Russian rock

Russian rock

Infobox Music genre
name=Russian rock
stylistic_origins= Rock music, Bard music
cultural_origins=1960s, Russian SFSR
instruments=Vocals - Guitar - Bass - Keyboards - Drums - Often violin and wind instruments. Not rarely traditional Russian instruments.
popularity=Became popular in the '70s, but its "golden age" is considered to be the '80s. Stays popular since then.
regional_scenes=Leningrad (today Saint Petersburg), Sverdlovsk (Today Yekaterinburg), Moscow, Siberia (Omsk, Novosibirsk)

Russian rock (Pусский рок) refers to rock music made in Russia and/or in Russian. Rock and roll became known in the Soviet Union in the 1960s and quickly broke free from its western roots. According to many music critics, its "golden age" years were the 1980s (especially the era of perestroika), when the Soviet underground rock bands could release their records officially and were no longer banned by the media (television and radio).


The early '60s: Local bard music and first western influences

Prior to the late sixties, music in the Soviet Union was divided into two groups: music published by Melodiya, and everything else [ [ History of Rock Music in Russia :: Music :: Culture & Arts :: Russia-InfoCentre ] ] . Under this second group were the bards, underground folk singer-songwriters.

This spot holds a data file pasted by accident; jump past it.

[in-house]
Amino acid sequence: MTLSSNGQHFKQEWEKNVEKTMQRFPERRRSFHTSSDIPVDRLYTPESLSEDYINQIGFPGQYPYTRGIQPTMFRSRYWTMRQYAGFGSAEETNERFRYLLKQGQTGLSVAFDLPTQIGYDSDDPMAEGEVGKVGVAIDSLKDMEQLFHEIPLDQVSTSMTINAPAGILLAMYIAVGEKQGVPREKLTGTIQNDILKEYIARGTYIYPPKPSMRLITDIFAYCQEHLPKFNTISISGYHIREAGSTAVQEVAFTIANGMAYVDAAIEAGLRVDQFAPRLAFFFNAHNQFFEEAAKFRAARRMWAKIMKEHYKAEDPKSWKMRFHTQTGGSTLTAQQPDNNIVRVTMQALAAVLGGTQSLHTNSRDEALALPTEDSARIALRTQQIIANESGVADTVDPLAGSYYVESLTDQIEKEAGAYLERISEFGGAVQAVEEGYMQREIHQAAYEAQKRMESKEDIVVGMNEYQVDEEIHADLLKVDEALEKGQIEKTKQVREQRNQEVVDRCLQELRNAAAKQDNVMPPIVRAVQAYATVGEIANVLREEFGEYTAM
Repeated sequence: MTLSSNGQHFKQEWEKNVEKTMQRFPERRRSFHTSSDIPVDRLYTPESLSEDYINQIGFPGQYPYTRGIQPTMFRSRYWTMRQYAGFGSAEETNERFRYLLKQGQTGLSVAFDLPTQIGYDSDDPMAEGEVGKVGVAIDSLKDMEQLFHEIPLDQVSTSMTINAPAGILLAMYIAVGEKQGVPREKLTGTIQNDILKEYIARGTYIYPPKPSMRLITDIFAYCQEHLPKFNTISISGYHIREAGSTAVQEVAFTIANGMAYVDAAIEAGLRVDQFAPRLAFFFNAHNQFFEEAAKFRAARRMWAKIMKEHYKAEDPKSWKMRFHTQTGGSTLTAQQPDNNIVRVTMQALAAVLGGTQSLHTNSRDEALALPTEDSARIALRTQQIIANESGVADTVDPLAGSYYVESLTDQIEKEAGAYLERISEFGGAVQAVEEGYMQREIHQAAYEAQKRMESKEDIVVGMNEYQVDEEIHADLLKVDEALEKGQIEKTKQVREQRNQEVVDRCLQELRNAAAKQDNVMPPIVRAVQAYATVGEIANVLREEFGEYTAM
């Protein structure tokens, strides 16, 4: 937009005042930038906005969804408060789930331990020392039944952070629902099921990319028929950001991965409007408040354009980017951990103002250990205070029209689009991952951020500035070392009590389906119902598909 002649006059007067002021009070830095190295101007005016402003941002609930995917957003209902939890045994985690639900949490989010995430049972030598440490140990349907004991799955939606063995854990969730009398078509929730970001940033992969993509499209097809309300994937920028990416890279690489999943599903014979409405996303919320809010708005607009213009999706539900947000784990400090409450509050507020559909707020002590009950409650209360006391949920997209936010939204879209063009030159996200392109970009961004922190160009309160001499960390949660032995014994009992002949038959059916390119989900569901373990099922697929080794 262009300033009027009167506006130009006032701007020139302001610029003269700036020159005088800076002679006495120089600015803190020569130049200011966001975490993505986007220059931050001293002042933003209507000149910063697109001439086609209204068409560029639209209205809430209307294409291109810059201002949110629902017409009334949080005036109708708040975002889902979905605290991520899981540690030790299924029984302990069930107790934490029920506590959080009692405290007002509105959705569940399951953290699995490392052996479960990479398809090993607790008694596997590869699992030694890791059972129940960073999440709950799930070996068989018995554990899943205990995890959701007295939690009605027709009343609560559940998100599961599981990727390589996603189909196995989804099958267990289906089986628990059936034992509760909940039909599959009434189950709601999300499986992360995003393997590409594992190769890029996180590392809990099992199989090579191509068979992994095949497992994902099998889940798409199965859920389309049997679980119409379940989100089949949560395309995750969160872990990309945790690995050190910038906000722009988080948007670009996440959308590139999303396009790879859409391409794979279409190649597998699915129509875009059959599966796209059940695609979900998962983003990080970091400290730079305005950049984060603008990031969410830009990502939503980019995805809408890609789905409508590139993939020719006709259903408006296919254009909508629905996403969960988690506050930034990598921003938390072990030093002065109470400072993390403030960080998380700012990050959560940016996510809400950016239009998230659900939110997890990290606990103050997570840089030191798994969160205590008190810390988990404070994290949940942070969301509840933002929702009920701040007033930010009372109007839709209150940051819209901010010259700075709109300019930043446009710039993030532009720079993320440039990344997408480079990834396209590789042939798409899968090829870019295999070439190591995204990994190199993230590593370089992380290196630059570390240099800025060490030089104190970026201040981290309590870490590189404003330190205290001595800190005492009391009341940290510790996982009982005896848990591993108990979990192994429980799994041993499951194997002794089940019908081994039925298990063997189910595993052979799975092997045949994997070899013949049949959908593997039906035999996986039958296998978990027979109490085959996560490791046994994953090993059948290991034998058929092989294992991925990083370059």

Bards such as Vladimir Vysotsky [ [ Владимир Высоцкий (Vladimir Vysotskiy ): Russian modern:bards Artist ] ] and Bulat Okudzhava [ [ Булат Окуджава (Bulat Okudzhava): Russian modern:bards Artist ] ] created the style which is referred to as "author's song" (avtorskaya pesnya), mostly played on unaccompanied acoustic guitar and characterized by a strong accent on lyrics that sometimes carried a subversive meaning. Their music was often suppressed by the government, and yet enjoyed massive popularity, with Vysotsky becoming a highly popular movie actor and an iconic figure of the times.

Meanwhile, some Western music was either being smuggled across the border or released by Melodya as part of what essentially was state-run pirating of records, with the Beatles taking a firm place in Soviet popular culture, and artists such as The Rolling Stones and Deep Purple completing a somewhat distorted picture of Western music [ [ Рок-Музыка В России ] ] .